By Stephany Laverty
Published in the Hill Times

May 10, 2021

Of the many disparities laid bare during the pandemic, two of them—uneven access to high-speed internet, particularly in rural areas, and a workforce that lacks the appropriate level of digital skills to build and use a better network—threaten to leave Canada behind in the race to adopt 5G technologies.

Both must be addressed if Canada wishes to maintain competitiveness as the world moves to 5G.

Fewer than half (45.6 per cent) of rural households in Canada have broadband (transmission speeds of over 50/10 Mbps) access, according to the December 2020 figures from the Canadian Radio-television and Telecommunications Commission. What’s more, only 34.8 per cent of First Nations had on-reserve broadband access. There was no broadband access in any of the territories and there is heavy reliance on 5 Mbps internet, which is not recommended for streaming or video conferencing. Meanwhile, fully 97 per cent of rural communities had access to LTE cell coverage.

Over the course of the pandemic, this disparity has resulted in an overreliance on cellphones rather than computers in rural and remote communities. People who drove into a town or another community may have found a library or local resource to access broadband internet on a computer. However, for a large portion of Canadians living in rural and remote locations, the highest speed option is an LTE cell phone.

The pandemic-related acceleration of the transition to digital work and learning spaces drew much needed attention to this disparity. The federal government announced $1-billion over six years for the Universal Broadband Fund in its latest budget. Canadian telecom companies are also rolling out towers and services for 5G cellular, the next wave of technology to increase mobile speeds.

But access itself is not the only problem. There are concerns that the workforce will not have the digital skills or literacy to allow business to take full use of this technology. 5G companies Ericsson, Nokia, and Huawei had to provide their own training programs for tower technicians to develop the requisite competencies to install 5G. Canada faces a digital skills gap, particularly in regions that already experienced reduced access to technology. Now, that gap widens as more and more jobs go digital.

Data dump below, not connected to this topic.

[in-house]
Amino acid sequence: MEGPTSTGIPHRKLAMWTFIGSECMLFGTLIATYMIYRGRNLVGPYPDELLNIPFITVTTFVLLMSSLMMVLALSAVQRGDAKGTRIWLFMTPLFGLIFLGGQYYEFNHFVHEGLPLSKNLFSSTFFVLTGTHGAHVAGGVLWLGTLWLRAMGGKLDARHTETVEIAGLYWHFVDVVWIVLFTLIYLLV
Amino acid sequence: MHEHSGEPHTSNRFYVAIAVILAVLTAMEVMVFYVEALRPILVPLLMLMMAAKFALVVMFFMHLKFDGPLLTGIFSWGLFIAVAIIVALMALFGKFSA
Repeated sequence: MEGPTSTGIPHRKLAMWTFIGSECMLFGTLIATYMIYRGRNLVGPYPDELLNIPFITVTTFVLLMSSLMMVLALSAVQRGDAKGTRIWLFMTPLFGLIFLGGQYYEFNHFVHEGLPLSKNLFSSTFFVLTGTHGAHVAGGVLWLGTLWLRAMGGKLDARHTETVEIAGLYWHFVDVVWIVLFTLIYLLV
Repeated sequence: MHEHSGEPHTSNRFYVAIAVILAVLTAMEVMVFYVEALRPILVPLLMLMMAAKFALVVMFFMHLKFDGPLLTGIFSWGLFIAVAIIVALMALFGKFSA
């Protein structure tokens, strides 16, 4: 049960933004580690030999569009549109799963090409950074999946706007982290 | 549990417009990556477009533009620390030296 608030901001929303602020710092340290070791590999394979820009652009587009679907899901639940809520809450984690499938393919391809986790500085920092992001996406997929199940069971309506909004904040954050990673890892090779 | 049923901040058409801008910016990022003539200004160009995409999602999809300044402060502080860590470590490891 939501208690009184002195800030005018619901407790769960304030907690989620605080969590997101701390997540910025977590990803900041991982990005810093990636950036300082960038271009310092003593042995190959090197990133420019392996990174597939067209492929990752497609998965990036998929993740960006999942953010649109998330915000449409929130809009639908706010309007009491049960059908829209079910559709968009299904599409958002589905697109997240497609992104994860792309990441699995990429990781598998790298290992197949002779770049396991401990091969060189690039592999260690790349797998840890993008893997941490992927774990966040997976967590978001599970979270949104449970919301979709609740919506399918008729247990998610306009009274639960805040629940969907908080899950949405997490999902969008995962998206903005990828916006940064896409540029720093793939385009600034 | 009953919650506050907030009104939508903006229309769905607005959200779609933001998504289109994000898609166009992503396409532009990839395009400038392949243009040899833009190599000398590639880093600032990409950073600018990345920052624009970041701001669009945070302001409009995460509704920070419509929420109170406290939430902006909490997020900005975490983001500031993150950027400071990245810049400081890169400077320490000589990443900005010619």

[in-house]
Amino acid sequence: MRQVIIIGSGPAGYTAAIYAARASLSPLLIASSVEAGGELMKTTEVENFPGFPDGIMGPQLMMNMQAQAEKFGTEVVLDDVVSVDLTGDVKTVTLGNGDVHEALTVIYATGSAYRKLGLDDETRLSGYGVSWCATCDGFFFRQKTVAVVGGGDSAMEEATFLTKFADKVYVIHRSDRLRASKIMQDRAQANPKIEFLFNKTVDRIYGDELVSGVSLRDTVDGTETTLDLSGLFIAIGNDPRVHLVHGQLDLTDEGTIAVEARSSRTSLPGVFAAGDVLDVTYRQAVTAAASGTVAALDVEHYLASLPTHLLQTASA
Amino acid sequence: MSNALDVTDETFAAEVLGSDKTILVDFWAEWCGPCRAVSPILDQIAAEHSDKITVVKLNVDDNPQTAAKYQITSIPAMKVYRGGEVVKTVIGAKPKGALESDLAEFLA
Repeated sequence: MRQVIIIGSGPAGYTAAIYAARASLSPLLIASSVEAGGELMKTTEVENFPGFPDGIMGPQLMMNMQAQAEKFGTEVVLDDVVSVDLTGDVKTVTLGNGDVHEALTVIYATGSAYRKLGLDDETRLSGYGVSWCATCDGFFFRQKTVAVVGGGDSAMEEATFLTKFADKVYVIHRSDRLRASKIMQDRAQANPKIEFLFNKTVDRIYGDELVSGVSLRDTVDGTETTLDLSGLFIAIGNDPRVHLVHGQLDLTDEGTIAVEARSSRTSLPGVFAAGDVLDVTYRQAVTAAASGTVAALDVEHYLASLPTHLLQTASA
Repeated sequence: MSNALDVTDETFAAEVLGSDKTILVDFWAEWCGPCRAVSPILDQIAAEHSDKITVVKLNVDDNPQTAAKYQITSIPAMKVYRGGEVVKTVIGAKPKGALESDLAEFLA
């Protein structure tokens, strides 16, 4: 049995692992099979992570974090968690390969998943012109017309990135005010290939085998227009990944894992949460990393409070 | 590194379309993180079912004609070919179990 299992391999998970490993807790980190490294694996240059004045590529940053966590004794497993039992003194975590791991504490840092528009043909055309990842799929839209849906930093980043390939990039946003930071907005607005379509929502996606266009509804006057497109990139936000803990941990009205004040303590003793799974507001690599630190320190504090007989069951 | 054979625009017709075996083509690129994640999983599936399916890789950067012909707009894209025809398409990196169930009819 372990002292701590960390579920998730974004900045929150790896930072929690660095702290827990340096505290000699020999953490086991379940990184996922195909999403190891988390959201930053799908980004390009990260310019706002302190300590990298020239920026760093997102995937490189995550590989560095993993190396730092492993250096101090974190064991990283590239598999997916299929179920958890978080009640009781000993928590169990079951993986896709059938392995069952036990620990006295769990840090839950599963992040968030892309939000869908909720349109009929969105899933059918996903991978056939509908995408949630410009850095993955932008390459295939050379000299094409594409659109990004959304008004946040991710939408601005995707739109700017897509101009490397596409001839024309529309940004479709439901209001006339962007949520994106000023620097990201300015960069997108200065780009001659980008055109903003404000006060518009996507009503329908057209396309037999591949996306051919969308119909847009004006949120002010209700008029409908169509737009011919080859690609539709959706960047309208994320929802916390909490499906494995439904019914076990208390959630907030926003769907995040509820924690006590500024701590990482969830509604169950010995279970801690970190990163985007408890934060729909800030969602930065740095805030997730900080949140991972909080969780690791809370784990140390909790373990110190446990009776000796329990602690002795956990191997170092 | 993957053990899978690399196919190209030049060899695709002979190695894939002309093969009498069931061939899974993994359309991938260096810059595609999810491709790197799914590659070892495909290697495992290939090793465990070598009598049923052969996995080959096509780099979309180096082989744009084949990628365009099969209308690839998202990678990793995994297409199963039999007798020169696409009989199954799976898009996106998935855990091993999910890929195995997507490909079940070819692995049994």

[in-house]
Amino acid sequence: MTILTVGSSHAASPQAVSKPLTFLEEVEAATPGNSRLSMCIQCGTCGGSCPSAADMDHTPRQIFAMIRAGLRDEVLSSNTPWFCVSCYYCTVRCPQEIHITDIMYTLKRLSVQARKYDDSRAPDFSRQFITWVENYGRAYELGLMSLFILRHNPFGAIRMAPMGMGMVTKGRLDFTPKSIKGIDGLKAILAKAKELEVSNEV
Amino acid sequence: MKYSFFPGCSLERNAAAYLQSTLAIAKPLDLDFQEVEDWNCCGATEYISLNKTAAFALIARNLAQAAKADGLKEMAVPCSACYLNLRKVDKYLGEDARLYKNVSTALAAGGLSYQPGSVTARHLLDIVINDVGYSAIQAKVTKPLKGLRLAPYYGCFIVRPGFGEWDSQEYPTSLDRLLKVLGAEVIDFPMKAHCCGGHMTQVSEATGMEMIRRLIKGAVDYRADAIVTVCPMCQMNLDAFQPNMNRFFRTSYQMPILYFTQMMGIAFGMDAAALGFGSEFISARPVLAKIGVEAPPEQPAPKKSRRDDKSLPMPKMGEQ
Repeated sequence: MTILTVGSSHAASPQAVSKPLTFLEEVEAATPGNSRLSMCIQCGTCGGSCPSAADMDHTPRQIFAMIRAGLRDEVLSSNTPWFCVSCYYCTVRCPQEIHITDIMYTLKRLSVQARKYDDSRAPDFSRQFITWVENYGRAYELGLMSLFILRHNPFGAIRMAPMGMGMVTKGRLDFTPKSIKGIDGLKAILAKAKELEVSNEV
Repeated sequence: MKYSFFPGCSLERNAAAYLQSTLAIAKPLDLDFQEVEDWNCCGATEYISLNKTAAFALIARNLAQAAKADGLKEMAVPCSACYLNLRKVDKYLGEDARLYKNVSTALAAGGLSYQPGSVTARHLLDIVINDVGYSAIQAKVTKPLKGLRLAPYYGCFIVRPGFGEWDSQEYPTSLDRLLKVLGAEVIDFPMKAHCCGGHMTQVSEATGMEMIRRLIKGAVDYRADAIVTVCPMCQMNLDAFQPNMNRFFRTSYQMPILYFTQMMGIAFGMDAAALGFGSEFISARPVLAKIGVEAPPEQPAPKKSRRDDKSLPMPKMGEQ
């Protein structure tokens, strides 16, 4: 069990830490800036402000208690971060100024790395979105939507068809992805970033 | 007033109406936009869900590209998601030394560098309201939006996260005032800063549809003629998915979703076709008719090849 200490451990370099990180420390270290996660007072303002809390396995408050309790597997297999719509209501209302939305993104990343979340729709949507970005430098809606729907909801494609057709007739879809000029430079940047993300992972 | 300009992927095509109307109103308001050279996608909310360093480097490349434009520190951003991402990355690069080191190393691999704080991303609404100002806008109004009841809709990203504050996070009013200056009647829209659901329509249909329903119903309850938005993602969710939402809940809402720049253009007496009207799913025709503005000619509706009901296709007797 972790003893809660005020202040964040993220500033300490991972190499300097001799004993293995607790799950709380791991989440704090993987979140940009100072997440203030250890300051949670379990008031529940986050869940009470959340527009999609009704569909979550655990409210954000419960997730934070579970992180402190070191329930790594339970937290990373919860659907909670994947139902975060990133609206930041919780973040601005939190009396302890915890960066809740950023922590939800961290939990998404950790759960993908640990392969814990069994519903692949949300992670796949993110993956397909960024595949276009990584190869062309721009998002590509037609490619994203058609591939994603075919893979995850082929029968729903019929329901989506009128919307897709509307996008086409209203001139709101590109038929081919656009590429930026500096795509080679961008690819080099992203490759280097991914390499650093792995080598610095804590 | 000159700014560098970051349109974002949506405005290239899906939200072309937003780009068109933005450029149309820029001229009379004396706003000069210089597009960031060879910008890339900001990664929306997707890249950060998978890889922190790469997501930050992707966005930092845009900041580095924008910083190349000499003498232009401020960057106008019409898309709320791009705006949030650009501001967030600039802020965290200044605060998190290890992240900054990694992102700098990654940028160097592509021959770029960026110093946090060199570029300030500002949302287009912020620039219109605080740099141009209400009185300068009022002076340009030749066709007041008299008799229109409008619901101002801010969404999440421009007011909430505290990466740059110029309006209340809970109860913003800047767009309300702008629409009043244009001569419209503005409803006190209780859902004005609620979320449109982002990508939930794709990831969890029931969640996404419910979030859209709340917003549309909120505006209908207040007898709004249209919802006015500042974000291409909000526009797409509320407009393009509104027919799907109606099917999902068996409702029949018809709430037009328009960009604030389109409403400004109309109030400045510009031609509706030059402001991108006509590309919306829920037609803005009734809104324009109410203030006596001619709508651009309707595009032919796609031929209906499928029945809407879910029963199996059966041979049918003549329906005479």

Canada needs a life-long and life-wide solution to support the development of digital skills, from infrastructure labour through to end user. The initiative to build broadband and 5G around the country could provide an opportunity, if stakeholders can move quickly. Canadian educators, industries, and government should come together to build a talent pipeline that is comprehensive and meets the needs of Canadians.

One such pipeline could be through apprenticeship programs for students in high school to teach digital technology fundamentals earlier. This apprenticeship would be comprised of two parts— telecommunications and information technology. Telecommunications would allow students to learn how the infrastructure is built and operates. Information technology would build on that learning to understand how business and industries use computers and technology in real world contexts. Including both opportunities in an apprenticeship would allow students to determine what they would like to focus on in advanced studies—telecommunications, cyber security, research and development, business etc.—while also allowing them to understand technology in a comprehensive way.

Apprenticeships would also give companies access to a local workforce so they would not have to rely on relocating as many people. To facilitate these apprenticeships, elementary educators would need to build in coding, literacy and other fundamentals earlier. In areas where computers are not accessible, government, community leaders and industry urgently need to improve access to technology infrastructure and equipment.

For post-secondary education, industry representatives and educators should work together to build competency-based, micro-credential frameworks for the jobs they need now and in the longer term. These frameworks would illustrate the skills and competencies industry needs and how students could ladder them into credentials and jobs.

Before students, domestic and international, take on advanced studies, a competency assessment should be completed, and micro-credentials awarded where possible. This solution allows industry to access the flexible and skilled workforce with the technical understanding and digital acumen it needs, and students have clear pathways to their career goals.

For Canadians, these approaches to educating the technology workforce that is needed to build and use next generation technology would ensure that this country can continue to be competitive in the global economy.

Stephany Laverty is a policy analyst at the Canada West Foundation.

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